Effect of cake layer structure on colloidal fouling in reverse osmosis membranes

Chanhyuk Park, Young Haeng Lee, Sang-Hyup Lee, Seungkwan Hong

Research output: Contribution to journalArticle

38 Citations (Scopus)

Abstract

A series of reverse osmosis (RO) membrane filtration experiments was performed systematically in order to investigate the effects of various hydrodynamic and physicochemical operational parameters on a cake layer formation in colloidal and particulate suspensions. Bench-scale fouling experiments with a thin-film composite RO membrane were performed at various combinations of trans-membrane pressure (TMP), cross-flow velocity (CFV), particle size, pH, and ionic strength. In this study, silica particles with two different mean diameters of 0.1 and 3.0 μm were used as model colloids. Membrane filtration experiments with colloidal suspensions under various hydrodynamic operating conditions resulted that more significant permeate flux decline was observed as TMP increased and CFV decreased, which was attributed to the higher accumulative mass of particles on the membrane surface. Results of fouling experiments under various physicochemical operating conditions demonstrated that the rate of flux decline decreased significantly with an increase of the ionic strength as well as particle size, while the flux decline rate did not vary when solution pH changed. The experimentally measured cake layer thickness increased with a decrease in particle size and solution ionic strength. Furthermore, the model estimation of cake layer thickness by using a cake filtration theory based on the hydraulic resistance of membrane and cake layer was performed under various ionic strength conditions. The primary model parameters including accumulated mass and specific cake resistance were calculated from the cake layer resistance. This result indicated that the formation of cake layer could be closely related with solution water chemistry. The model estimated cake layer thickness values were in good agreement with the experimentally measured values.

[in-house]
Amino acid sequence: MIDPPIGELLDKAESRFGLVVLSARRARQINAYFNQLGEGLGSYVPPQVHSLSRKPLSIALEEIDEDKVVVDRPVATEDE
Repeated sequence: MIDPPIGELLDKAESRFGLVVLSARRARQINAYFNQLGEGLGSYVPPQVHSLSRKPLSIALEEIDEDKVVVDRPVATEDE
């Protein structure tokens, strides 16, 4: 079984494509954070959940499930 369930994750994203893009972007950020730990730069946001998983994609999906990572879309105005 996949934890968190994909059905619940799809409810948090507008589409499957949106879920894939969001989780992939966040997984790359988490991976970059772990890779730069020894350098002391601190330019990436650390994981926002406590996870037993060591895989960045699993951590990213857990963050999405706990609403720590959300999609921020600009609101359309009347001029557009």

Original languageEnglish
Pages (from-to)335-344
Number of pages10
JournalDesalination
Volume220
Issue number1-3
DOIs
Publication statusPublished - 2008 Mar 1

Fingerprint

Osmosis membranes
Reverse osmosis
Fouling
fouling
Ionic strength
membrane
Membranes
Particle size
Fluxes
Flow velocity
Suspensions
particle size
Hydrodynamics
Experiments
flow velocity
experiment
Colloids
hydrodynamics
Silicon Dioxide
Silica

Keywords

  • Cake filtration theory
  • Cake layer thickness
  • Colloidal fouling
  • Reverse osmosis

ASJC Scopus subject areas

  • Filtration and Separation

Cite this

Effect of cake layer structure on colloidal fouling in reverse osmosis membranes. / Park, Chanhyuk; Lee, Young Haeng; Lee, Sang-Hyup; Hong, Seungkwan.

In: Desalination, Vol. 220, No. 1-3, 01.03.2008, p. 335-344.

Research output: Contribution to journalArticle

Park, Chanhyuk ; Lee, Young Haeng ; Lee, Sang-Hyup ; Hong, Seungkwan. / Effect of cake layer structure on colloidal fouling in reverse osmosis membranes. In: Desalination. 2008 ; Vol. 220, No. 1-3. pp. 335-344.
@article{9211af2630f94820931ee80e286aa6e0,
title = "Effect of cake layer structure on colloidal fouling in reverse osmosis membranes",